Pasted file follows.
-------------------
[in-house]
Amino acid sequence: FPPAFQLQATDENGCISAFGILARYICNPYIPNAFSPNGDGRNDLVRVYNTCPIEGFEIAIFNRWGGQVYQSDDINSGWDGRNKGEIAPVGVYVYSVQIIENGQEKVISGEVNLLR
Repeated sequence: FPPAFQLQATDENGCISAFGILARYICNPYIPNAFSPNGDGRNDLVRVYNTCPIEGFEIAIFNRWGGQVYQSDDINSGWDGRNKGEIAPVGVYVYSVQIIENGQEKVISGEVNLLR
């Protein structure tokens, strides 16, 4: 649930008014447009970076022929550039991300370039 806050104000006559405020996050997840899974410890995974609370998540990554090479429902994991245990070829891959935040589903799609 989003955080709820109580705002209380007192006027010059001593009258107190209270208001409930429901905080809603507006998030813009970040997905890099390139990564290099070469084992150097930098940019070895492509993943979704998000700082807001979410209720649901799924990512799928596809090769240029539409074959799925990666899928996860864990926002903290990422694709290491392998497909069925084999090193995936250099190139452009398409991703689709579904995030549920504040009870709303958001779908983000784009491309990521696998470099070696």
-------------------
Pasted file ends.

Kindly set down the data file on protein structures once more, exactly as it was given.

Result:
[in-house]
Amino acid sequence: FPPAFQLQATDENGCISAFGILARYICNPYIPNAFSPNGDGRNDLVRVYNTCPIEGFEIAIFNRWGGQVYQSDDINSGWDGRNKGEIAPVGVYVYSVQIIENGQEKVISGEVNLLR
Repeated sequence: FPPAFQLQATDENGCISAFGILARYICNPYIPNAFSPNGDGRNDLVRVYNTCPIEGFEIAIFNRWGGQVYQSDDINSGWDGRNKGEIAPVGVYVYSVQIIENGQEKVISGEVNLLR
């Protein structure tokens, strides 16, 4: 649930008014447009970076022929550039991300370039 806050104000006559405020996050997840899974410890995974609370998540990554090479429902994991245990070829891959935040589903799609 989003955080709820109580705002209380007192006027010059001593009258107190209270208001409930429901905080809603507006998030813009970040997905890099390139990564290099070469084992150097930098940019070895492509993943979704998000700082807001979410209720649901799924990512799928596809090769240029539409074959799925990666899928996860864990926002903290990422694709290491392998497909069925084999090193995936250099190139452009398409991703689709579904995030549920504040009870709303958001779908983000784009491309990521696998470099070696």